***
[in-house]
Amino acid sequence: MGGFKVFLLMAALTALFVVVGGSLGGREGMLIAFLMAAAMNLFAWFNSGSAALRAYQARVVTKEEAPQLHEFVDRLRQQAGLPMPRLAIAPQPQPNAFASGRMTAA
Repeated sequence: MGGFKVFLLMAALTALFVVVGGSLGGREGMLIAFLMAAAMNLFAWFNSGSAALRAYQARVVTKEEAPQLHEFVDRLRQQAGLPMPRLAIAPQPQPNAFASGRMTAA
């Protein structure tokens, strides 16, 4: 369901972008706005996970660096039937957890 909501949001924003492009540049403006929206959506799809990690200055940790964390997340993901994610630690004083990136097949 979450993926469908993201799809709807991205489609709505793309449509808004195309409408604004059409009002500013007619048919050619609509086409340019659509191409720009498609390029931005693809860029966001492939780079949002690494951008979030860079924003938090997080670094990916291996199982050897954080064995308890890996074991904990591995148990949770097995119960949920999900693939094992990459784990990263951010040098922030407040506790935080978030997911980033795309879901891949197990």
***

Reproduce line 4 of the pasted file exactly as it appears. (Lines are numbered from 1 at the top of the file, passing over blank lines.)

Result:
């Protein structure tokens, strides 16, 4: 369901972008706005996970660096039937957890 909501949001924003492009540049403006929206959506799809990690200055940790964390997340993901994610630690004083990136097949 979450993926469908993201799809709807991205489609709505793309449509808004195309409408604004059409009002500013007619048919050619609509086409340019659509191409720009498609390029931005693809860029966001492939780079949002690494951008979030860079924003938090997080670094990916291996199982050897954080064995308890890996074991904990591995148990949770097995119960949920999900693939094992990459784990990263951010040098922030407040506790935080978030997911980033795309879901891949197990």